Gap Between Student's Expectations and Managers

Mark had just been told stories on how sweet the internships were by his colleges who were ahead of him in class and he also felt that he would enjoy the same when his time comes. He was taking his Bachelor of Science in Software Engineering and all he had in mind was to meet an employer who had a challenging mind. After having finished his third year of study, he matched to the Dean of his Faculty and demanded to be given a recommendation letter which he got.

He was very lucky to have found an opportunity in one of the governmental institutions in the Ministry of Environment. His happiness and eager were however killed by his first encounter with the human resource manager Mrs. Brown. She asked him very obvious questions like “can you use Microsoft PowerPoint, Word, Excel, Access and Publisher?” and “have you ever heard about Adobe Reader?” these are not the kind of questions he expected with his strong systems development background so, he answered them diligently but while asking himself “Am I at the right place?”

The interview was so easy to the extent that he had no option but to pass with flying colors. He soon forgot that experience and waited to report at the office he was assigned – the Climate Data Management Division. On the first day, he was given a lot of data entry job. He never minded but when this continued, he raised the question “why?” to the supervisor who unfortunately never replied to him throughout the internship period because he didn’t read the mail he sent. The data entry chore became a routine and its only substitute was a typing job by other members of the staff.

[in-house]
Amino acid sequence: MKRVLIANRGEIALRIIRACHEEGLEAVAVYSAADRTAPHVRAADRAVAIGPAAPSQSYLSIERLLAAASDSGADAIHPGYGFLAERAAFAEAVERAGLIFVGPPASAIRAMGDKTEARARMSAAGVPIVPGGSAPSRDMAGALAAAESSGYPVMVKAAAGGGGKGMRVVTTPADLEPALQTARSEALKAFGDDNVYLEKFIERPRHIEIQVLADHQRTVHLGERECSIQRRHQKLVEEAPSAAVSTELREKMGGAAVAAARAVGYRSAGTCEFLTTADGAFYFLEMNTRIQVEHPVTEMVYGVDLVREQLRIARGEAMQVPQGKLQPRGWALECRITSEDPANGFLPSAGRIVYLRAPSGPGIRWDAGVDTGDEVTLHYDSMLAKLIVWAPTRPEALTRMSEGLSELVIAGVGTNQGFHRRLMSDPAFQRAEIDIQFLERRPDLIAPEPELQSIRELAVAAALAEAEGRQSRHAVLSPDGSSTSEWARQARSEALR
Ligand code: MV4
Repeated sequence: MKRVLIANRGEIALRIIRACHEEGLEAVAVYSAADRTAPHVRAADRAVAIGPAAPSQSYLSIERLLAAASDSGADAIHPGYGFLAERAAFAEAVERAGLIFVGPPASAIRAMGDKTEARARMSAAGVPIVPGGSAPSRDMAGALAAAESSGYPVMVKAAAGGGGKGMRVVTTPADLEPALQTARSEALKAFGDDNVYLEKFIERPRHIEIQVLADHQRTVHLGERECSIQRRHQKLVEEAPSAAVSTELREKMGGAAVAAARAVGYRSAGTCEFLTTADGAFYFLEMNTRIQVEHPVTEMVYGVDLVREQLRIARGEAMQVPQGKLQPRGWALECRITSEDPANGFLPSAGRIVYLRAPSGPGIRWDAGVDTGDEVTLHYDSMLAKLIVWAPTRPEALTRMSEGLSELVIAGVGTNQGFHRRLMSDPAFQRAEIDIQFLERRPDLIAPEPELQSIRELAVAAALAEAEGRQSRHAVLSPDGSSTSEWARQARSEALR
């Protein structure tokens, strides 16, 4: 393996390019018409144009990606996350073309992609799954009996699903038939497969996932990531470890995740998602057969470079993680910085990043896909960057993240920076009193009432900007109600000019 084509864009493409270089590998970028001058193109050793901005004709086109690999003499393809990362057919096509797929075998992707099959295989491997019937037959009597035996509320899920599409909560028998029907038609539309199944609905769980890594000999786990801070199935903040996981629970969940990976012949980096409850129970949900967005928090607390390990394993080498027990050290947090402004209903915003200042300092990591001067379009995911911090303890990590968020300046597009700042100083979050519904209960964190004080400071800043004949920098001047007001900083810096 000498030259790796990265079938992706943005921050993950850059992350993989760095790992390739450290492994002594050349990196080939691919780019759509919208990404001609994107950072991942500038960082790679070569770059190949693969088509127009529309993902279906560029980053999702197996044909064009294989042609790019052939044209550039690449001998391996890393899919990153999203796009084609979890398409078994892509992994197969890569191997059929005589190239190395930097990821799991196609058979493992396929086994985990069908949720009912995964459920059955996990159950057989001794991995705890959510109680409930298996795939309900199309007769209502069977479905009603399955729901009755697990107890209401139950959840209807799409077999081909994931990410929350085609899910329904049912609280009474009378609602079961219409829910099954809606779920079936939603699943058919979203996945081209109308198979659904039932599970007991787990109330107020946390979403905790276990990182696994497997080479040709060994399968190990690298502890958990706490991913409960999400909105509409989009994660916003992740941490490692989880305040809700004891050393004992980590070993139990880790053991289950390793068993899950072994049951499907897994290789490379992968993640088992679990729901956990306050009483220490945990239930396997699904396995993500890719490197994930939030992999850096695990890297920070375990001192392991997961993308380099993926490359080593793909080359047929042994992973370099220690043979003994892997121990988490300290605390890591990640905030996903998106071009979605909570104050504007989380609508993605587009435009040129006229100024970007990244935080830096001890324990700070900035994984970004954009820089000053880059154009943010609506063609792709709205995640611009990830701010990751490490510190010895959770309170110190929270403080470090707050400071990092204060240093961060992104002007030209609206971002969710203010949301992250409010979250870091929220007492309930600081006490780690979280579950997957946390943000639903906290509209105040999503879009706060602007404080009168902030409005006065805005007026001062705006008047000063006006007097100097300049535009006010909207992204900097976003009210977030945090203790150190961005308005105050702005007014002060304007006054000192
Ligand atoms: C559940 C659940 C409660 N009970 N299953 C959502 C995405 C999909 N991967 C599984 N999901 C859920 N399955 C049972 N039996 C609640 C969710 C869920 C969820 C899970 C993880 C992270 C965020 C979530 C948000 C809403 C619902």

With time, Mike became worried about what he could write in the internship report. This was not for long as he later realized that he could find the offices locked if he reported early where early in this time meant three hours after eight, the official reporting time. He soon forgot his stress and could report to work as late as 2 pm, three hours to the time the governmental offices were officially closed.

When his internship was about to come to an end, he was in situations that he himself got into. He had nothing to write except data entry and typing for the other staff in his report. He decided to physically approach the supervisor. “Well son, it’s too late, we can’t change anything,” the supervisor started after hearing from Mike. “I never knew that you could do that much. I perceive you guys as typists and have been giving you the data entry jobs to improve your typing skills. The name of your field of study suggests that you are either one or a Microsoft Package user”

Study Questions

  1. Who is to blame for Mike’s ruined internship?
  2. What does Mike’s story teach you about the leadership that an organization embarks on?
  3. Assume that you are an auditor. Where would you start from: recommending change in the managements’ view of other fields? Changing the institutions working system? Giving the students and visitors more power to speak? Any suggestions?
  4. Is there any way you as the director of the governmental organization could change staffs view of their jobs and that of their college?
  5. Comment on the supervisor
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